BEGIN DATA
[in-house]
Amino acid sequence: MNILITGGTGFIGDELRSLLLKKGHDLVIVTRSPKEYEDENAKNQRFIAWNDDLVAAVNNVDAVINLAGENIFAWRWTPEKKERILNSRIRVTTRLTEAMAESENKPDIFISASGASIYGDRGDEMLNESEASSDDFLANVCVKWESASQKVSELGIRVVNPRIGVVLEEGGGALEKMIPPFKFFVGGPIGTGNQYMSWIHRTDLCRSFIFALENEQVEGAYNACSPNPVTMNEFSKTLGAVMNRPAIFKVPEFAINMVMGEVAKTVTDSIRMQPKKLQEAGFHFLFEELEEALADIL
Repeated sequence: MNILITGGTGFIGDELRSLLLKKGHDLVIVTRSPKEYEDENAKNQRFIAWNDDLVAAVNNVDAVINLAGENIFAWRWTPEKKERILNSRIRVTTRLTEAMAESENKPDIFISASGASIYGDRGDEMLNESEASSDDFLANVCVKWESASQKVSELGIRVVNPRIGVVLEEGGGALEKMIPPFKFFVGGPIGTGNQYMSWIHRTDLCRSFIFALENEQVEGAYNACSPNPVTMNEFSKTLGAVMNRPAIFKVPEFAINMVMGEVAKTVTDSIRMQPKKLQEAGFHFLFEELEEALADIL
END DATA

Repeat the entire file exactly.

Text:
[in-house]
Amino acid sequence: MNILITGGTGFIGDELRSLLLKKGHDLVIVTRSPKEYEDENAKNQRFIAWNDDLVAAVNNVDAVINLAGENIFAWRWTPEKKERILNSRIRVTTRLTEAMAESENKPDIFISASGASIYGDRGDEMLNESEASSDDFLANVCVKWESASQKVSELGIRVVNPRIGVVLEEGGGALEKMIPPFKFFVGGPIGTGNQYMSWIHRTDLCRSFIFALENEQVEGAYNACSPNPVTMNEFSKTLGAVMNRPAIFKVPEFAINMVMGEVAKTVTDSIRMQPKKLQEAGFHFLFEELEEALADIL
Repeated sequence: MNILITGGTGFIGDELRSLLLKKGHDLVIVTRSPKEYEDENAKNQRFIAWNDDLVAAVNNVDAVINLAGENIFAWRWTPEKKERILNSRIRVTTRLTEAMAESENKPDIFISASGASIYGDRGDEMLNESEASSDDFLANVCVKWESASQKVSELGIRVVNPRIGVVLEEGGGALEKMIPPFKFFVGGPIGTGNQYMSWIHRTDLCRSFIFALENEQVEGAYNACSPNPVTMNEFSKTLGAVMNRPAIFKVPEFAINMVMGEVAKTVTDSIRMQPKKLQEAGFHFLFEELEEALADIL